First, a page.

One of the two main ways in which two or more persons may hold land in co-ownership (the other being a tenancy in common). The principal features which distinguish a joint tenancy are the 'four unities' (the unities of time, title, interest and possession) and the right of survivorship, under which the surviving joint tenant(s) is (are) solely entitled to the land upon the death of the other joint tenant.
Two or more people holding land under a joint tenancy. Each joint tenant is entitled to the use, possession, and enjoyment of the whole of the land, subject to the rights of the other joint tenants.
Under the RPA, the word 'land' includes every estate and interest in land. That is, the work encompasses and includes an estate in fee simple or for life, a mortgage, lease, encumbrance, or easement. A dealing with 'land' actually means a dealing with one of these estates or interests in land, and not with the actual land itself. An estate in 'land' includes permanently attached buildings and other fixtures, trees, crops, the soil beneath the surface and the air above it.
The processes, procedures and systems relating to the administration of a land function.
The land that is subject to the easement - eg land which the easement is over, is referred to as the servient tenement or land upon which the burden of the easement is imposed.
Every parcel of land in the state has a unique legal description. In South Australia, most of these are based on combinations of plan/allotment or hundred / section or government town/allotment or certificate of title reference.
The process which results in the cancellation of existing and creation of new plan parcels and the issue of new certificates of title.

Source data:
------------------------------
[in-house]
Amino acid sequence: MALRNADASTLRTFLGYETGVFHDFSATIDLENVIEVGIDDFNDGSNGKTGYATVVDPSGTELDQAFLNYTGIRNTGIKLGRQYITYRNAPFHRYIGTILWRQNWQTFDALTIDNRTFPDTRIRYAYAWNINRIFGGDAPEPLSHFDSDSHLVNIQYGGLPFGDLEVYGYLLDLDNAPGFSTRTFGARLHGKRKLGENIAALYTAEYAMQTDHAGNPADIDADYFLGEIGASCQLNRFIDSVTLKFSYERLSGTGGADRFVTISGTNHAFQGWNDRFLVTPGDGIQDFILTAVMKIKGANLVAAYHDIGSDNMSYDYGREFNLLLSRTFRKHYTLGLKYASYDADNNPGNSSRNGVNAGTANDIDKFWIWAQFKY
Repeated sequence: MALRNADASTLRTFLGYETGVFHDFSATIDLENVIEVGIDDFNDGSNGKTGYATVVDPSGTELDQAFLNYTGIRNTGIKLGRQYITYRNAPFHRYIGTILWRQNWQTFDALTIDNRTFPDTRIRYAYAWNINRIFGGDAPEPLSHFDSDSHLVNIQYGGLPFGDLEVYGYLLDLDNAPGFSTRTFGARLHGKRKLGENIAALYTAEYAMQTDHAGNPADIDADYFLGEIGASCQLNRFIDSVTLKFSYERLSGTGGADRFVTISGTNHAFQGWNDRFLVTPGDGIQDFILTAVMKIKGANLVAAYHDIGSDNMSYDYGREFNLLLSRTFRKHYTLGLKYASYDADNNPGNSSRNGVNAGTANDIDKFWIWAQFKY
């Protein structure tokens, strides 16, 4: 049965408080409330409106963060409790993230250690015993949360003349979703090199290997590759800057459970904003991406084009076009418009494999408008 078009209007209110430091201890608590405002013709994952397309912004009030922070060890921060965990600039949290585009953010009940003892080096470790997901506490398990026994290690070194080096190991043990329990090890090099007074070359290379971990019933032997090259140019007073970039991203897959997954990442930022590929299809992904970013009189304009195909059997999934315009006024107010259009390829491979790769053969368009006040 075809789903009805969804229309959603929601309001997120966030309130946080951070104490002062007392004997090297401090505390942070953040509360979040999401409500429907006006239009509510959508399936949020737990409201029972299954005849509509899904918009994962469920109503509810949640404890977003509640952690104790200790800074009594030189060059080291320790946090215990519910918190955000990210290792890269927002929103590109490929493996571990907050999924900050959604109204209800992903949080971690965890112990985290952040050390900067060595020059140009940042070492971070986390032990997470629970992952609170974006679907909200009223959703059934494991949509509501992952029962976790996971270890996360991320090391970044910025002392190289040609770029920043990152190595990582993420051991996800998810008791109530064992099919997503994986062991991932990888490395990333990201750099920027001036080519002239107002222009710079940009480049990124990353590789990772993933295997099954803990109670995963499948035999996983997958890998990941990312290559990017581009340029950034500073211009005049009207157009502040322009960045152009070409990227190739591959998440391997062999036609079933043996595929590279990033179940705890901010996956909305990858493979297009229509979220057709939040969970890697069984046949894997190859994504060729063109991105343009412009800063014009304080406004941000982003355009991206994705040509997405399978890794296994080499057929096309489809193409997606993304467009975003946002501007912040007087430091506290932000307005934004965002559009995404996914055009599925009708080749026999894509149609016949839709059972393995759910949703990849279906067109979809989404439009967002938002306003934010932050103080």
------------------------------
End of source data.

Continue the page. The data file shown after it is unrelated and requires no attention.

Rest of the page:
The Lands Titles Office or Lands Titles Registration Office established by statute and continued in existence by the RPA to administer the provisions of that act. Also known as the LTO.
The primary means by which the Crown alienates or grants land to its subjects. A land grant is a grant of an estate in fee simple to a person or a defined area of land. From the introduction of the first RPA in 1858 until 1 July 1995, a land grant was treated as a certificate of title and given a volume and folio reference. They are now attached inside an 'RLG' form and treated as a request for the issue of a TATS title.
See land use code (LUC) (219.5 KB PDF)
The grant by one person (the lessor or landlord) to another (the lessee or tenant) of a right to the exclusive possession of a defined portion of land for a term which is either of a certain duration or a duration which is capable of being ascertained at the commencement of the term. Rent is usually paid by the lessee, although this is not essential. The word lease is used also to describe the instrument embodying the agreement between the parties.
An interest in or right over land which may be enforced by a court of law (as opposed to a court of equity). As a generalisation (and one which does not always hold true) a legal estate or interest in land which is under the RPA is one which is registered on a certificate of title. Examples include a registered estate in fee simple and a registered mortgage or lease.
The person or body to whom a lease is granted. A lessee is also known as a 'tenant'. For the purposes of the RPA, the word means the registered proprietor of a lease.
The person or party who grants a lease of his or her land. For the purposes of the RPA, the word means the registered proprietor of a lease.
See worker's lien.
The person (usually a registered proprietor of land under the RPA) against whose estate or interest in land a worker's lien has been lodged.
The grantee of - eg the person who holds a preferable lien on a fruit crop under the lien's on Fruit Act 1923. (see fruit lien).
A code between 1 and 9 is used to represent the categories of land use declared as permissible differentiating factors in the local government (general) regulations, 1999. The local government codes (LGCs) are as follows:
A local government code (LGC) is defined for each land use code (LUC) enabling above grouping of the LUC.
An easement that is neither a service easement nor short form easement. The exact description of the easement is set out in full in the documentation creating the easement.
These are plan references for surveys lodged in the LTO under the Real Property Act, prior to the Filed Plan series. Images of these plans are available through PIERS Online.
These dockets contain information regarding the purpose of plans lodged in the LTO.